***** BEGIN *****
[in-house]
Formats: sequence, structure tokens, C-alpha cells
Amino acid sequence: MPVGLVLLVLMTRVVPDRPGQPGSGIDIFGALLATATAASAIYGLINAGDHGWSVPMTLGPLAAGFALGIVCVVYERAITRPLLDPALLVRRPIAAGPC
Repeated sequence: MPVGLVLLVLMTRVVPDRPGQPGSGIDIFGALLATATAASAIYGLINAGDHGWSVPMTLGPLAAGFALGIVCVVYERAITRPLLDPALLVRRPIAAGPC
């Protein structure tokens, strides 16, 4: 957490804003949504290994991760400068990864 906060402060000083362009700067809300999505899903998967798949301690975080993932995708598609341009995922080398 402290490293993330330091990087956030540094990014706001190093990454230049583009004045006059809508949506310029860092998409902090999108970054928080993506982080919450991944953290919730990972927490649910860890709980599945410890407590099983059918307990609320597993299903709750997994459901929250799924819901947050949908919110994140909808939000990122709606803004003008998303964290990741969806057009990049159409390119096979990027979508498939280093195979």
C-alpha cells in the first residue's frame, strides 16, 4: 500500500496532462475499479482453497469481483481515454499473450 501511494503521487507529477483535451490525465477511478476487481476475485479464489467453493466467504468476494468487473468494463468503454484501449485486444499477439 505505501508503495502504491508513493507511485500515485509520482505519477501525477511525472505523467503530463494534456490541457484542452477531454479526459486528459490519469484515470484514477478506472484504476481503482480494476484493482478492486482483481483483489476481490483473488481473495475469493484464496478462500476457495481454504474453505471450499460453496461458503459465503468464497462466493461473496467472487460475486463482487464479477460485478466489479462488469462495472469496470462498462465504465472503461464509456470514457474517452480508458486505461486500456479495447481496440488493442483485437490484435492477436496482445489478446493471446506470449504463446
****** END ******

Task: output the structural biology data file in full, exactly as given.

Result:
[in-house]
Formats: sequence, structure tokens, C-alpha cells
Amino acid sequence: MPVGLVLLVLMTRVVPDRPGQPGSGIDIFGALLATATAASAIYGLINAGDHGWSVPMTLGPLAAGFALGIVCVVYERAITRPLLDPALLVRRPIAAGPC
Repeated sequence: MPVGLVLLVLMTRVVPDRPGQPGSGIDIFGALLATATAASAIYGLINAGDHGWSVPMTLGPLAAGFALGIVCVVYERAITRPLLDPALLVRRPIAAGPC
């Protein structure tokens, strides 16, 4: 957490804003949504290994991760400068990864 906060402060000083362009700067809300999505899903998967798949301690975080993932995708598609341009995922080398 402290490293993330330091990087956030540094990014706001190093990454230049583009004045006059809508949506310029860092998409902090999108970054928080993506982080919450991944953290919730990972927490649910860890709980599945410890407590099983059918307990609320597993299903709750997994459901929250799924819901947050949908919110994140909808939000990122709606803004003008998303964290990741969806057009990049159409390119096979990027979508498939280093195979």
C-alpha cells in the first residue's frame, strides 16, 4: 500500500496532462475499479482453497469481483481515454499473450 501511494503521487507529477483535451490525465477511478476487481476475485479464489467453493466467504468476494468487473468494463468503454484501449485486444499477439 505505501508503495502504491508513493507511485500515485509520482505519477501525477511525472505523467503530463494534456490541457484542452477531454479526459486528459490519469484515470484514477478506472484504476481503482480494476484493482478492486482483481483483489476481490483473488481473495475469493484464496478462500476457495481454504474453505471450499460453496461458503459465503468464497462466493461473496467472487460475486463482487464479477460485478466489479462488469462495472469496470462498462465504465472503461464509456470514457474517452480508458486505461486500456479495447481496440488493442483485437490484435492477436496482445489478446493471446506470449504463446